Home Values

    Last week, the National Association of Realtors (NAR) released their most recent Existing Home Sales Report. According to the report:

    “The median existing-home price for all housing types in January was $240,500, up 5.8 percent from January 2017 ($227,300). January’s price increase marks the 71st straight month of year-over-year gains.”

     

    Here are two graphs that help show why home prices are exactly where they should be.

    The first graph shows actual median home sales prices from 2000 through 2017.

    Are Home Values Really Overinflated? | Simplifying The Market

    By itself, this graph could heighten concerns as it shows home values rose in the early 2000s, came tumbling down and are now headed up again. It gives the feel of a rollercoaster ride that is about to take another turn downward.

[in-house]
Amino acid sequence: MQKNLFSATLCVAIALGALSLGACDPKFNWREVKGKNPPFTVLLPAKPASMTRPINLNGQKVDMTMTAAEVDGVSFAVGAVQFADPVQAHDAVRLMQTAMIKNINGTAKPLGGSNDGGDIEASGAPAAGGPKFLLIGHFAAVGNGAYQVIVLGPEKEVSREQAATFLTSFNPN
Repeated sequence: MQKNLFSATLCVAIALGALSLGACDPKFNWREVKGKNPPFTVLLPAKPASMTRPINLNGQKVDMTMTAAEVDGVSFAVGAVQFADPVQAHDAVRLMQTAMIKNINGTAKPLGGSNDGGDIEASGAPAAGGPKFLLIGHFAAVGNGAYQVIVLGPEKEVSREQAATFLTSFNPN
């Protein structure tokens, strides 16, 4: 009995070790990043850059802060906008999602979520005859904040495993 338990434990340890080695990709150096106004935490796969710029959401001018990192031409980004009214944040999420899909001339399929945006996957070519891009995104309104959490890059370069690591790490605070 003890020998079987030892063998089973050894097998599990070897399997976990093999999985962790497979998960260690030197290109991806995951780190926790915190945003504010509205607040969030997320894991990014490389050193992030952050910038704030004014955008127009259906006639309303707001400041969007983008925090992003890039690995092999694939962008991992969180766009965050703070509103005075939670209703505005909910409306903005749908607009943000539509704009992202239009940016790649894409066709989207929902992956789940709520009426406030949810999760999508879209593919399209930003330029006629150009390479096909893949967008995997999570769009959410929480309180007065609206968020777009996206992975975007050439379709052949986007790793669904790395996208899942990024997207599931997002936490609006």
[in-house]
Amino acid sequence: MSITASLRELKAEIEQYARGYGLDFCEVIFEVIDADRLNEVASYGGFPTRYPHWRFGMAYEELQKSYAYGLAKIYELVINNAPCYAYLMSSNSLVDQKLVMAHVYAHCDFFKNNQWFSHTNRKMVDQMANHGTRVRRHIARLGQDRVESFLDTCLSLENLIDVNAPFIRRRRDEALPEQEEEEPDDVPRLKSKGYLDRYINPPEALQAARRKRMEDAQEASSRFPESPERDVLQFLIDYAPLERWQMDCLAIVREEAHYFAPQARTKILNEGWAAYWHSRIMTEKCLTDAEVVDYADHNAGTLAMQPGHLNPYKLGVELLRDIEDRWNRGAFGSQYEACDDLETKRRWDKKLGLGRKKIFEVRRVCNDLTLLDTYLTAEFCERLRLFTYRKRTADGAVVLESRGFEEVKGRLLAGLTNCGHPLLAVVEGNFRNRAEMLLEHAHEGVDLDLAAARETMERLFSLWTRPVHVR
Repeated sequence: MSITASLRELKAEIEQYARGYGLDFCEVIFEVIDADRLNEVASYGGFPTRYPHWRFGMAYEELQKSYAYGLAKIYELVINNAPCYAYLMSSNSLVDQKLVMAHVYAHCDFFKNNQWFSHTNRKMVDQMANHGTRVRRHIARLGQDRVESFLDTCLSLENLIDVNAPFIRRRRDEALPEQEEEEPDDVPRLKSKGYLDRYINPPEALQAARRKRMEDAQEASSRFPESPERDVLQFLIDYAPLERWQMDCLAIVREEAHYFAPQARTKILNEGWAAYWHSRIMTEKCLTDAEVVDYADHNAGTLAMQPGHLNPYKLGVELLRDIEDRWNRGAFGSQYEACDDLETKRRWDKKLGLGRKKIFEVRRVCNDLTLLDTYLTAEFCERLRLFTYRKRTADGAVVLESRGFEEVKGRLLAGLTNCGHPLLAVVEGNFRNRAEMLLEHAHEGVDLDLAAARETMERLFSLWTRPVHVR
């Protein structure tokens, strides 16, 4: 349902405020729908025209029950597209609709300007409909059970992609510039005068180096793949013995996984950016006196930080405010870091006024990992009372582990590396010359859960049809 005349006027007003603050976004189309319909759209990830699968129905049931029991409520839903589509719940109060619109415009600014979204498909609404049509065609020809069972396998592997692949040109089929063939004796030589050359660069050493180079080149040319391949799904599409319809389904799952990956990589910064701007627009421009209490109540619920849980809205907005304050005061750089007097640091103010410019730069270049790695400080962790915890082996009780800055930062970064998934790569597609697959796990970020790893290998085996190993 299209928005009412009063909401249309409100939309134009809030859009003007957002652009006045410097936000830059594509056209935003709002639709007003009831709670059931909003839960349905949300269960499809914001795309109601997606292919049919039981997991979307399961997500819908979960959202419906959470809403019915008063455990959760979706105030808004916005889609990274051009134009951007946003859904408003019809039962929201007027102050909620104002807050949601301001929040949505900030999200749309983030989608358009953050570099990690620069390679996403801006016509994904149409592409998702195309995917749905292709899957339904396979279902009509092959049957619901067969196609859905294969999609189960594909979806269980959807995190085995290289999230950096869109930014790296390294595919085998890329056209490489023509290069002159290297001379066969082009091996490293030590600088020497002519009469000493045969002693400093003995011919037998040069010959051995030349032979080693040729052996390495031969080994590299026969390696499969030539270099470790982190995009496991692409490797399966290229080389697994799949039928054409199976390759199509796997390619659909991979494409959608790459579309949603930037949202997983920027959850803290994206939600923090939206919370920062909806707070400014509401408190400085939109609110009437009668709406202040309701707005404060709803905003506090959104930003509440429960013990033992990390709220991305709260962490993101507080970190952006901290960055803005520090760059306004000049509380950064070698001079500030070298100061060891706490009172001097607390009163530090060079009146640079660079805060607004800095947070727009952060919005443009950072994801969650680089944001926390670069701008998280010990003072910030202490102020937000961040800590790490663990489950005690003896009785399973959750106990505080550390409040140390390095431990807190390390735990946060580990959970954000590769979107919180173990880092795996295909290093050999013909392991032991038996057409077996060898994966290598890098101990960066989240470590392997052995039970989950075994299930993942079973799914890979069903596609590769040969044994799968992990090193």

However, if we also include where prices would naturally be, had there not been a boom & bust, we see a different story.

    Are Home Values Really Overinflated? | Simplifying The Market

    The blue bars on this graph represent were prices would be if they had increased by the normal annual appreciation rate (3.6%). By adding 3.6% to the actual 2000 price and repeating that for each subsequent year, we can see that prices were overvalued during the boom, undervalued during the bust, and a little bit LOWER than where they should be right now.

    Bottom Line

    Based on historic appreciation levels, we should be very comfortable that current home values are not overinflated.

    Source: Michigan Real Estate Updates

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